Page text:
The issue is not who wins or loses. The issue is whether we preserve the rule of law or not. When the Supreme Court struck down the Defense of Marriage Act, there were not many complaints from conservatives. They didn't like the outcome, but they loved the reasoning. The Court said marriage was a state, and not a federal, issue.
The problem with liberals is that they don't care how they win. If they have the Supreme Revolutionary Council, formerly known as the Supreme Court, rule that the Equal Protection Clause of the 14th Amendment mandates Gay Marriage, they're fine with that. Conservatives, like me, see that as a serious problem, not because of the outcome, but because of how it was reached. The 14th Amendment was drafted and ratified by Republicans in 1868, when homosexual acts were illegal in every state. It was intended to keep state courts in the former Confederacy from mistreating free blacks, especially freed slaves. The only bearing it had on marriage was mixed race marriages were made legal. It did not mention same sex marriage. It would never have been ratified if it did mention same sex marriage. The consent of the governed was given only to the 14th Amendment's meaning at the time it was passed. Reinterpreting it with a new meaning now is tyranny. Changing the Constitution was supposed to require an Article V ratification process. It was not supposed to be some far-fetched argument in a court case that even the judges writing the opinion don't really believe was the intent of the Constitutional wording or Amendment in question.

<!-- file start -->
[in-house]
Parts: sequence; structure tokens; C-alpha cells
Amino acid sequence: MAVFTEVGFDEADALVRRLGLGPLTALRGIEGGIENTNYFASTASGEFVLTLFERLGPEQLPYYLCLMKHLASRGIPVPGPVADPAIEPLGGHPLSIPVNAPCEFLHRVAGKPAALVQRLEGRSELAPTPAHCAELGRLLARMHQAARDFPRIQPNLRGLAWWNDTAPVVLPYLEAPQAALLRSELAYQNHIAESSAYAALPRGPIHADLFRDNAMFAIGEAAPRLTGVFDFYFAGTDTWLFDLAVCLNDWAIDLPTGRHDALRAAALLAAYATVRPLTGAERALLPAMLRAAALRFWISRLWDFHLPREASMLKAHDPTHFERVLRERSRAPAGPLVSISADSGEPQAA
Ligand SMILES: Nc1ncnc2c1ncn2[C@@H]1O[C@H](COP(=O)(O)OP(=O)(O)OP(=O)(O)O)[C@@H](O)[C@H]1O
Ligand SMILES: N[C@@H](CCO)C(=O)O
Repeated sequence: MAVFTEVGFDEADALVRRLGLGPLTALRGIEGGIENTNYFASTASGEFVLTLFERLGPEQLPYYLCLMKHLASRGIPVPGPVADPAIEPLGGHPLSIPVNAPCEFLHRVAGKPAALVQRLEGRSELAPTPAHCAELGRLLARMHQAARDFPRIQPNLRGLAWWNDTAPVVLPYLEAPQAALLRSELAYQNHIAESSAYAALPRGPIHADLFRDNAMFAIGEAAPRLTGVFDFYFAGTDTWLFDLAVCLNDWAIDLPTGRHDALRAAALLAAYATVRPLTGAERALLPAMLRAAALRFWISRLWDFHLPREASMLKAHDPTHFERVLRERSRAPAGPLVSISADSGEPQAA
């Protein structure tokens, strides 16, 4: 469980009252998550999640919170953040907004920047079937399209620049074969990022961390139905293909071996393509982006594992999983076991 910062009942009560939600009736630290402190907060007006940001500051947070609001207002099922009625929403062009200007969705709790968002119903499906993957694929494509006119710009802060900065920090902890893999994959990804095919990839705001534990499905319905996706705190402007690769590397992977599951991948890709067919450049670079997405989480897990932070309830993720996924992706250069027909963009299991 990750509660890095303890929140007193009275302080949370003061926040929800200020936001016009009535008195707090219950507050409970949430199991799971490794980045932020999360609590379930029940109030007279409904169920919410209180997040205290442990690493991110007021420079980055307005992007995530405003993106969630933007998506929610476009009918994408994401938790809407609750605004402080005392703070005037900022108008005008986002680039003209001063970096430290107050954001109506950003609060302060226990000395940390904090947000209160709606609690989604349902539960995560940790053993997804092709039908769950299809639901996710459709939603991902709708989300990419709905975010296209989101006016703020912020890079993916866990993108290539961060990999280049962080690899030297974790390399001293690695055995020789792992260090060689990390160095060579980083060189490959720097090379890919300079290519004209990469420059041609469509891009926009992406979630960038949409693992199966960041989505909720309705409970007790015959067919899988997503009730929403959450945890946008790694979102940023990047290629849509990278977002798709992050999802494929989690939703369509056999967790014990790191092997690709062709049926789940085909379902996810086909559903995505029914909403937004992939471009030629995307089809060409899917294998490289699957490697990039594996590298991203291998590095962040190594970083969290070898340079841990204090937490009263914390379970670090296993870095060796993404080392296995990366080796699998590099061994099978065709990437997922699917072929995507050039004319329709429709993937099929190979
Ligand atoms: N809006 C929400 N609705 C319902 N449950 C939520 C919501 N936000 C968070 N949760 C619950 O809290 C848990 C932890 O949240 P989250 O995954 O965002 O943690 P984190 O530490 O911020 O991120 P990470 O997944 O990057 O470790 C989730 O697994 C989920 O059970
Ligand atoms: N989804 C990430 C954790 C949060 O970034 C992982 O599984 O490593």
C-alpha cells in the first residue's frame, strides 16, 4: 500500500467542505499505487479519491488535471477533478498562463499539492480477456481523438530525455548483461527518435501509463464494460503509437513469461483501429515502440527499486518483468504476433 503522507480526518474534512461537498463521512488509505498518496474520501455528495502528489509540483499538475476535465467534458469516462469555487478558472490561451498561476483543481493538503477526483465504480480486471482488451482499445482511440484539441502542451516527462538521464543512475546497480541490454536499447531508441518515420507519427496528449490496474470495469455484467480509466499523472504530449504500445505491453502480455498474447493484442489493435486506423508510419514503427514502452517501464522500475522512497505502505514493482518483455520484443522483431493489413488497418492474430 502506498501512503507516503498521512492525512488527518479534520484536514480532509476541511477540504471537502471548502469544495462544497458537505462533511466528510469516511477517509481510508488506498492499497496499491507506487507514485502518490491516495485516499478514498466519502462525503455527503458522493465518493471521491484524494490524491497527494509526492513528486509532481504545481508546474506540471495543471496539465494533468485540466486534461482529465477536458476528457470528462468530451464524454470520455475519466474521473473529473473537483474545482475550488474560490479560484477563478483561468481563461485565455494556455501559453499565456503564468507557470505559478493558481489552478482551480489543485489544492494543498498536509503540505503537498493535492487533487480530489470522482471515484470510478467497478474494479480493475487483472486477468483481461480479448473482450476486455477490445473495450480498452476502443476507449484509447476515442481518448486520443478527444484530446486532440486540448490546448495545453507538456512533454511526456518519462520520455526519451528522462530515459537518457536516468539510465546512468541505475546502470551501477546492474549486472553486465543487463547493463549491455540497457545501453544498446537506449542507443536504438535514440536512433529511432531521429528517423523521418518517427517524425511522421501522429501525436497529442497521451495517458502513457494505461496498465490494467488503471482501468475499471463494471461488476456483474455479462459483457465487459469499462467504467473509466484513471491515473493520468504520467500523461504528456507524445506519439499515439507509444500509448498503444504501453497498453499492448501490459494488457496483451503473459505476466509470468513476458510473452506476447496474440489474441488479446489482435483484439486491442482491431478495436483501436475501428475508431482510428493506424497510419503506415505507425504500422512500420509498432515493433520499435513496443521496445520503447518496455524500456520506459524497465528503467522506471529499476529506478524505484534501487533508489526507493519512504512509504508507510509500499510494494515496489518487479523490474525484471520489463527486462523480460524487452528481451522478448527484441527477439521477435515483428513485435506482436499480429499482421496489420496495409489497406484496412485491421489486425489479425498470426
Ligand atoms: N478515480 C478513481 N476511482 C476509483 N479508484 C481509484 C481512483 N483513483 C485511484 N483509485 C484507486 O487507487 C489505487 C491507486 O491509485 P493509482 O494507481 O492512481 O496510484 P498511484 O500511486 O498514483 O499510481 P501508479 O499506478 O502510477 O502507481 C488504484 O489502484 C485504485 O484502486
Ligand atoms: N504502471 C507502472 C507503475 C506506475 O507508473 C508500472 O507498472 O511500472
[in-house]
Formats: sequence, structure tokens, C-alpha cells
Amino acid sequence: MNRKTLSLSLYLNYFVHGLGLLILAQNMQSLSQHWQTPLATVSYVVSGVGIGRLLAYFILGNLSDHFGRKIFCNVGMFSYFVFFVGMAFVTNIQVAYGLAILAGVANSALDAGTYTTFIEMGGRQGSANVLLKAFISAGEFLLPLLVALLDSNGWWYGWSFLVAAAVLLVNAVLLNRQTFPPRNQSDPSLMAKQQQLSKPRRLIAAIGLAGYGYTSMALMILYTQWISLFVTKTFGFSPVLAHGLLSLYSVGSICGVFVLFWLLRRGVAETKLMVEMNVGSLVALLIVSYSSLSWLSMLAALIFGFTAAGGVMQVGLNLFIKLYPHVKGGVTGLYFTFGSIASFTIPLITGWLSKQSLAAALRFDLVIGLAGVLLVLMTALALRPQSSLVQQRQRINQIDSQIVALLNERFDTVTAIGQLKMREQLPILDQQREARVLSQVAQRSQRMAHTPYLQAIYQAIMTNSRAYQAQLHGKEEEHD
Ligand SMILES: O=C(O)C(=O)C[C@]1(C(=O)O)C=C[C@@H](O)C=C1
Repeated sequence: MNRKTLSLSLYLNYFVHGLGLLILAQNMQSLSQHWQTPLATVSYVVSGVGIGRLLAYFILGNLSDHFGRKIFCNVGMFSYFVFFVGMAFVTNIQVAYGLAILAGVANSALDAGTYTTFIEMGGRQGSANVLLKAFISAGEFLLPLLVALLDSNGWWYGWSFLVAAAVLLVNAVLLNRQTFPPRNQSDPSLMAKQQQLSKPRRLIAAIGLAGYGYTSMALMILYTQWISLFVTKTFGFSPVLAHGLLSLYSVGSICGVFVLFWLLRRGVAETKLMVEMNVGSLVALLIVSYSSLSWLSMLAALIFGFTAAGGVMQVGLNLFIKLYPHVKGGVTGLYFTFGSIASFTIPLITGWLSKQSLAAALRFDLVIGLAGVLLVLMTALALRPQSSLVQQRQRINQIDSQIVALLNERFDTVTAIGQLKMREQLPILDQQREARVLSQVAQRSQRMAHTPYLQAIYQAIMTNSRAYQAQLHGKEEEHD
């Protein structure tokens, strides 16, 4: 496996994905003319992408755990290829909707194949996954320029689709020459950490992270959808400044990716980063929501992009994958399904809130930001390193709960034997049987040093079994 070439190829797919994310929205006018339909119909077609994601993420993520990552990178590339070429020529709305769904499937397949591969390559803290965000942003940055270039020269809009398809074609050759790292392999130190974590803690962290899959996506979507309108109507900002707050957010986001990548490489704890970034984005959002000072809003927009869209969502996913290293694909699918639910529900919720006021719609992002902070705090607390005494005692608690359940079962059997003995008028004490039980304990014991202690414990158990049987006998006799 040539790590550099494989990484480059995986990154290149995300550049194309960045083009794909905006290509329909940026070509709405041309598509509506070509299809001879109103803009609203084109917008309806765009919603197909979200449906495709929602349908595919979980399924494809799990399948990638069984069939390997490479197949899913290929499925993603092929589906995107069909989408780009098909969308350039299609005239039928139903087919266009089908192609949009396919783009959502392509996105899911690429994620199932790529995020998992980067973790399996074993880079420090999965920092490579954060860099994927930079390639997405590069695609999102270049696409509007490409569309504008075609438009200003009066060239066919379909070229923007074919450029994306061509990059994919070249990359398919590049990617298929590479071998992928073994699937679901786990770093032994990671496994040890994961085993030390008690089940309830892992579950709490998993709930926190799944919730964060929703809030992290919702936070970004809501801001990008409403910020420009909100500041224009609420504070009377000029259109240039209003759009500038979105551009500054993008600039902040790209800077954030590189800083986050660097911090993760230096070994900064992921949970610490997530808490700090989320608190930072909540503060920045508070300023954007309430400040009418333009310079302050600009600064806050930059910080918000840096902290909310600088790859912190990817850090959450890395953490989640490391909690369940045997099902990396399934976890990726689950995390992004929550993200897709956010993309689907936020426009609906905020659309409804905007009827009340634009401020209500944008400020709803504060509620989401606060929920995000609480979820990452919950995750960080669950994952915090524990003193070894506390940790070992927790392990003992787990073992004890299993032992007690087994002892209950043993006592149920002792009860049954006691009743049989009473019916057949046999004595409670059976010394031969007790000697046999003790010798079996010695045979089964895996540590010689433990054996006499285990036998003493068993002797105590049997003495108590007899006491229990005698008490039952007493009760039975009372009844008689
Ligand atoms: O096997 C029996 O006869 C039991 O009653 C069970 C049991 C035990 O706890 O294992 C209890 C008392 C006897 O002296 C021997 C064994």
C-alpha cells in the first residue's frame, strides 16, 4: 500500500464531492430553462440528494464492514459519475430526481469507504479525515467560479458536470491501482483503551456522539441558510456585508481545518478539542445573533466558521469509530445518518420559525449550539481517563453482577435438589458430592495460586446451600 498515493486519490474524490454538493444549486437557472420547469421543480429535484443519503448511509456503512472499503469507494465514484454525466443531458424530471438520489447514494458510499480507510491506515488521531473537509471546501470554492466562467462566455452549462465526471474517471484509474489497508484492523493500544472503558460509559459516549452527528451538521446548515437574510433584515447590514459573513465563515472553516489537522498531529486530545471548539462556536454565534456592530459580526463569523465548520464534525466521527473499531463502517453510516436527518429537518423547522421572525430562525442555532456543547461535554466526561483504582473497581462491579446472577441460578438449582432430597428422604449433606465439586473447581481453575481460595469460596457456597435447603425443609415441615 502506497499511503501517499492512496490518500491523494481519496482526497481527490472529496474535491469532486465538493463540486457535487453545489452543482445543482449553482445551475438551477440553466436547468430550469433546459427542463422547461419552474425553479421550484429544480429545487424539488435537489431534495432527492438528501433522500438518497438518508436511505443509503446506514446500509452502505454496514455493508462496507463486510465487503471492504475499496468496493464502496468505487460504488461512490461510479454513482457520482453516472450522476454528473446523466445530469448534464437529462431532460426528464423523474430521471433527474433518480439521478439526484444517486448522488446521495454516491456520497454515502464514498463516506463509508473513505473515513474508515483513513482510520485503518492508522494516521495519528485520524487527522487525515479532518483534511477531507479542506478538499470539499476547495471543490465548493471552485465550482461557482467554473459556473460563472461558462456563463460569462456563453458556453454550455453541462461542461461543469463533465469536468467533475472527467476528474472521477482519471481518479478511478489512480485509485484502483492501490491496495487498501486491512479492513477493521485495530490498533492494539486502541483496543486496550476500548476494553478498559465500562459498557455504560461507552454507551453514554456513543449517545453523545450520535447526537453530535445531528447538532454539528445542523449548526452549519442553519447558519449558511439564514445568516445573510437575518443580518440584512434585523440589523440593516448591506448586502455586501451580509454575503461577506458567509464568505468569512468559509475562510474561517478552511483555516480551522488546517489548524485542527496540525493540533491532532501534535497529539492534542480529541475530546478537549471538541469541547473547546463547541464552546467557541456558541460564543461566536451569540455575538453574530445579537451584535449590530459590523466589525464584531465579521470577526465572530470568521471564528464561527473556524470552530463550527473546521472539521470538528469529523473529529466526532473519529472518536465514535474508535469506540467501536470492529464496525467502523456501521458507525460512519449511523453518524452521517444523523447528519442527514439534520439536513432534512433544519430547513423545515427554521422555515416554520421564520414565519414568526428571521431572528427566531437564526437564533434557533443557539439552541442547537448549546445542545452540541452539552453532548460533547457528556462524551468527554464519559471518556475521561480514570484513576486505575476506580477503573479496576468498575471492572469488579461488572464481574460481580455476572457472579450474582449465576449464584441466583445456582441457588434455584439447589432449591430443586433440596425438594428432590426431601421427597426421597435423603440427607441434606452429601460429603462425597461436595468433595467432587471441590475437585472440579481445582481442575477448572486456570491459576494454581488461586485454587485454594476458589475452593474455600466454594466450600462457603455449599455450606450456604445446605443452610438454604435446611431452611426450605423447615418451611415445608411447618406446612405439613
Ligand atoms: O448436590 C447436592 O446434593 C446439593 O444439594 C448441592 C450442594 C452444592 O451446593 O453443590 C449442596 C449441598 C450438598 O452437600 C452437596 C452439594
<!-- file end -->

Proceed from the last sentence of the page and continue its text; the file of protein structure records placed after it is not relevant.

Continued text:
It was also unnecessary to get the same sex marriage outcome. Under the full faith and credit clause, it could easily have been held that a legal marriage performed in one state had to be recognized by all states. This would have left marriage a state decision.